The property industry is an ever changing environment and the issues faced by those who work within the industry evolve on a daily basis. One of the trends that seems to be keeping property agents, particularly property managers and strata managers, on their toes is Airbnb.
The questions that are constantly being asked include:
- Is it legal for my tenant to list their rented premises on Airbnb?
- How do I stop tenants from listing their property?
- What right does an owners corporation have to stop owners and tenants from using Airbnb in our strata scheme?
For those who are not yet aware, in 2008, Airbnb was developed as an app and web-based platform for connecting and co-ordinating the short or long term renting of property.
Rental property owners advertise their properties, stipulating their own personal terms; with accommodation-seekers agreeing to stay in those properties based on those terms. The two parties to an Airbnb exchange must register on the Airbnb website. Airbnb takes a guest service fee of between 6 and 12% every time the reservation is booked.
Growing big and fast
According to a May 2015 report in the Australian Financial Review, “There are now 40,000 listings in Australia on Airbnb…That’s a doubling of listings in the past 12 months.” The article specifically noted that “Sydney was in the top 10 cities for travellers worldwide” for Airbnb. We can only imagine the rise in these figures since 2015.
The policy and legal framework in which Airbnb operates in NSW Short-term holiday rentals in NSW are overseen by councils, and zoning usually determines whether a home can be let out as a holiday rental. However, specific regulations around letting and subletting properties through platforms such as Airbnb are complex (or in many cases undefined) and vary from council to council.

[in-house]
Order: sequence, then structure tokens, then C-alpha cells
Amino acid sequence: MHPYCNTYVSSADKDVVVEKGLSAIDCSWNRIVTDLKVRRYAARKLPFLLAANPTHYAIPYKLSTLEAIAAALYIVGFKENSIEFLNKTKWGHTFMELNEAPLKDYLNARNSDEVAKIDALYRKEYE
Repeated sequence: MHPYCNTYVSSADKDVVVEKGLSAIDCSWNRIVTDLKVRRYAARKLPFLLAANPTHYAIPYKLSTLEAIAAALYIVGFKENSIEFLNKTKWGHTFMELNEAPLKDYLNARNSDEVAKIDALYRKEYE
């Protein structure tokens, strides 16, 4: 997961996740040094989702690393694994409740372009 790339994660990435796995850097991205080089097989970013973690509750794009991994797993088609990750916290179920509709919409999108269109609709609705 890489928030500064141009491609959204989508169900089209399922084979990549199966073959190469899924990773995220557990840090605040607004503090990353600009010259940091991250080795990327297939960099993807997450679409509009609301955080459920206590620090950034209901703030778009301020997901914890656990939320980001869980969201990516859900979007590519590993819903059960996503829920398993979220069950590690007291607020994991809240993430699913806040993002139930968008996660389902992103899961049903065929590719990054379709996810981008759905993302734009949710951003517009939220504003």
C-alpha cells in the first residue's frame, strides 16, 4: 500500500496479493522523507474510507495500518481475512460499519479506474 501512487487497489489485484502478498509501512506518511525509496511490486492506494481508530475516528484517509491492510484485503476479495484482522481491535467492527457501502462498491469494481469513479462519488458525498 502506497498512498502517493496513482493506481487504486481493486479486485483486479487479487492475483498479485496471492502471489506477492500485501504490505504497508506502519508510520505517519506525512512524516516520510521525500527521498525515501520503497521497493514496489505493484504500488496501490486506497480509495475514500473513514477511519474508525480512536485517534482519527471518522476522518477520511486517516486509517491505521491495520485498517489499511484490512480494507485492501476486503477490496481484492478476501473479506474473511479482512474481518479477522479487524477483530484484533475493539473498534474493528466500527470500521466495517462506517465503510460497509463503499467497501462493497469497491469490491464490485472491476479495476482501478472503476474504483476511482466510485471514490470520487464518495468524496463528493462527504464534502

Property managers should be mindful that subletting is not against the Residential Tenancies Act 2010, however there are very clear rules on how a tenant can engage in a sublet of their rented premises. Subletting is where the tenant enters into a formal agreement with somebody else to rent part of the premises or the whole premises to them. In effect, they are taking on the role of landlord for the sub– tenant. The tenant is still responsible for paying the whole of the rent to the landlord.
There is no contractual arrangement between the landlord and the sub–tenant. For example, the sub-tenant would pay their rent to the tenant not to the landlord and would be responsible for the actions of the sub-tenant. There is nothing in the Act that states that a sublet is to be for any particular period of time, be one week or one year, however it is very clear that the landlord must be consulted and give permission for the sublet to occur.
A landlord can refuse the sublet under certain circumstances but the reality is that should a tenant decide to let a room or the whole premises through Airbnb, they are not likely to be consulting the property manager and landlord for permission to do so, which makes regulating the problem a difficult task for property managers that are ultimately faced with the issue. The first that a property manager often hears of an issue is when a neighbour complains to the agency of the noise, or frequency of movements in and out of the Airbnb property.
Defining the issue
At the same time, the current definition of ‘tourist and visitor accommodation’ typically includes clear commercial activities such as backpacker’s accommodation, bed and breakfast accommodation, farm stay accommodation, hotel and motel accommodation and serviced apartments. This definition is clearly inappropriate for the renting out of the whole or parts of the private residences for infrequent short-duration stays.
While an owners corporation cannot have a by-law that restricts the usage of one’s lot, they must be mindful that as a whole strata scheme they may be in breach of a great deal of strata regulations with their local council should lots be used for Airbnb, and as such would need to investigate what options they have as an owners corporation to minimise breaches of legislation.
So, for property managers, remind your tenants that sub-leasing is not permitted unless approved in writing and for strata managers, check with your relevant council for the approvals regarding short-duration stays in each complex that you manage.
Rosy Sullivan is the Founding Director and College Principal at Australian College of Professionals, EAC's training partner.